Some Israeli and U.S. F-35s among the aircraft affected by a technical directive issued by the F-35 Joint Program Office.
Some F-35s, including at least 11 F-35s of the Israeli Air Force, and an unspecified number of U.S. F-35s have been grounded as a consequence of the investigation into the incident that occurred on the shared runway at Naval Air Station Joint Reserve Base Fort Worth, Texas, where a test pilot successfully ejected from a Lockheed Martin-owned F-35B on Dec. 15, 2022.
A video shared on social media, showed the F-35B descending vertically from a hovering position, bouncing back into the air after a first touchdown and dropping again, nose down. The second impact with the runway causes a collapse of the nose gear. The right wing then touches the ground and the aircraft starts to spin out of control, until the pilot ejects.
While the cause of the crash has not been disclosed, the F-35 JPO issued a directive to ground a “small number” of aircraft.
We reached out to the JPO Public Affair Office to ask for more details but all we got in response to our email is the same statement released on Tuesday Dec. 27:
The F-35 Joint Program Office has issued a Time Compliance Technical Directive (TCTD) to recommend restrictions on a small number of aircraft, which have been evaluated to be of higher risk, from flight operations and until procedures can be developed for their return to flight. The affected aircraft have been identified, and the JPO will work with the military services and international partners to ensure understanding of the risks identified in the TCTD. This is a preliminary assessment of the risk, and actions are in work that we believe will lead to a refinement of this assessment. The safety of flight crews is the JPO’s primary concern.
No additional details about the U.S. military service and international partners with aircraft affected by the TCTD were provided. However, the Israeli Air Force said on Dec. 25 that 11 of their aircraft were grounded pending further investigation:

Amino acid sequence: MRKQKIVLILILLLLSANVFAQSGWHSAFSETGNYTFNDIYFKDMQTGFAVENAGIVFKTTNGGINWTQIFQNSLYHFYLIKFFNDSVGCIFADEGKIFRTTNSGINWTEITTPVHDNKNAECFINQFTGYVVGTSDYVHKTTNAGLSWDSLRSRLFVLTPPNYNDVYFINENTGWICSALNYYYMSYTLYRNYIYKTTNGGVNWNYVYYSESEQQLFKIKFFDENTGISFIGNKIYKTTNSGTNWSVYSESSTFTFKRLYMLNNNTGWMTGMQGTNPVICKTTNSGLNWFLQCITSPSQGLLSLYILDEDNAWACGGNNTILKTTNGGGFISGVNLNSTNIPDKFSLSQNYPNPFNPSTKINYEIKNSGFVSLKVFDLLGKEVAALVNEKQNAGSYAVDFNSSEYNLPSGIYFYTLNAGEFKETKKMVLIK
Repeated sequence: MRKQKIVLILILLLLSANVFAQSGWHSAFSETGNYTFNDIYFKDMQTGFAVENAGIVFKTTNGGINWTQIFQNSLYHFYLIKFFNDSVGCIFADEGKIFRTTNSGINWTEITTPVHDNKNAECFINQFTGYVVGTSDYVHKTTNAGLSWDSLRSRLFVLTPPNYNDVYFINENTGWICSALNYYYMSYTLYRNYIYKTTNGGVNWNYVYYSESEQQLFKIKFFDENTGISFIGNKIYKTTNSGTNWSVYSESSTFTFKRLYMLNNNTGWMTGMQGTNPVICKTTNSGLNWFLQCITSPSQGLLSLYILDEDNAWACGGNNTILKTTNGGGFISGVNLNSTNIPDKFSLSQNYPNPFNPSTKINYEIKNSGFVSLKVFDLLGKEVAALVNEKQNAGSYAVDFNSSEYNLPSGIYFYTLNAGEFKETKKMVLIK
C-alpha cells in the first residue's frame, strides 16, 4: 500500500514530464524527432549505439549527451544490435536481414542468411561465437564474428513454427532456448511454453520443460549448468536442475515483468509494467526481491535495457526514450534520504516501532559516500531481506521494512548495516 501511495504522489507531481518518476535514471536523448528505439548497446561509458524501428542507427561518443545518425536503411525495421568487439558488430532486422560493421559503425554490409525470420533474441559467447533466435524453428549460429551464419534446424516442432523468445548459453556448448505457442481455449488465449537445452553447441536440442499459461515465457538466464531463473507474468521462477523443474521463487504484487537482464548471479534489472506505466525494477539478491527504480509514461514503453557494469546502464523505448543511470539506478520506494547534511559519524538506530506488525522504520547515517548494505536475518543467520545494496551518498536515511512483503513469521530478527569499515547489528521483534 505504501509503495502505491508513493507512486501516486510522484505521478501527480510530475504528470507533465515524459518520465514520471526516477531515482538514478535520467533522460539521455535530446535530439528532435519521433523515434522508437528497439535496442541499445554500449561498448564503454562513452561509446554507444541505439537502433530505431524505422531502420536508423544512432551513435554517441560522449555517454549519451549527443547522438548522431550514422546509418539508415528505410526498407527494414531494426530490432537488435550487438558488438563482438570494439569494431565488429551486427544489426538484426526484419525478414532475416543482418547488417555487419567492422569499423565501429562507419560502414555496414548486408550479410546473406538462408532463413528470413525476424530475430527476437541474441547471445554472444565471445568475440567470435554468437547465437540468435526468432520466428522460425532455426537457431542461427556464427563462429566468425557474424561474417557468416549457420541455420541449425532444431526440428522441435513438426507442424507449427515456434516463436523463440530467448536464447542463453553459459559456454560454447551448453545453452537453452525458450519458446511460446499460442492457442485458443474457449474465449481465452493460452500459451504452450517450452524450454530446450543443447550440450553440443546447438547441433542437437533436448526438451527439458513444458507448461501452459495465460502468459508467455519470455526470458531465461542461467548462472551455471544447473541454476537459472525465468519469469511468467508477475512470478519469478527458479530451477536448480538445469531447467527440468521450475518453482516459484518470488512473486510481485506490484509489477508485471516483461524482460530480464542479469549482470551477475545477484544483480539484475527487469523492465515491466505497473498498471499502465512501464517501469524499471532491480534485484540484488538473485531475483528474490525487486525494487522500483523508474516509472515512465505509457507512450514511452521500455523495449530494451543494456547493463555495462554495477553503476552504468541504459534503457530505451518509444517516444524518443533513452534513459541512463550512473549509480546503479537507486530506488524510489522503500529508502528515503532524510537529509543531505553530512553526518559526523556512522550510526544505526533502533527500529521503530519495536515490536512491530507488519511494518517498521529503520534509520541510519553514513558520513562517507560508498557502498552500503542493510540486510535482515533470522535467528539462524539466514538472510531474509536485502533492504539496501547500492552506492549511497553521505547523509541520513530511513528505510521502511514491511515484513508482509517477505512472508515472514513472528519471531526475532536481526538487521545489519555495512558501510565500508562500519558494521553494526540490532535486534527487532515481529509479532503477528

כחלק מלקחי התרסקות מטוס קרב אמריקאי מסוג F35 מדגם B, לפני כשבועיים בטקסס, החליט חיל האויר בהמשך להמלצת המינהלת האמריקאית לייצור מטוסים אלו (JPO) על קרקוע של 11 מטוסים ממערך ה׳אדיר׳.
— Israeli Air Force (@IAFsite) December 25, 2022
Interestingly, the Israeli Air Force doesn’t operate the same F-35B STOVL variant of the Lightning II aircraft involved in the runway incident at Fort Worth: it flies the F-35I Adir, a domestic variant of the F-35A CTOL (Conventional Take Off and Landing). On the other side, other international operators equipped with the F-35B don’t seem to be affected by the grounding: for instance, neither the Italian Air Force F-35A/B nor the Italian Navy F-35B fleets should be affected by the grounding according to the sources we talked to.
Still, the extent of the grounding among the F-35A/B/C operators is unclear, considered that the JPO PAO has not disclosed more details about the impact on the global fleets.
“A source familiar with the program, who spoke on the condition of anonymity because they were not authorized to discuss details of the incident, said the JPO’s initial assessment found that a propulsion system issue led to the Dec. 15 crash of the hovering F-35B, which has now led to broader groundings in the fleet” Defense News reported. “The source said that, in guidance to the services, the JPO said a failure of a tube used to transfer high-pressure fuel in the fighter’s F135 engine prompted the office to update its safety risk assessments. The JPO also told the services that jets with fewer than 40 hours of flying are affected, this source said.”
Considered that the grounding affects also some F-35As, it means that the incident on Dec. 15 that involved an F-35B was caused by a component that is not model-specific but common to the CTOL and STOVL variants (although present/installed only on some of the aircraft). Anyway, we will report as soon as more details about this emerge.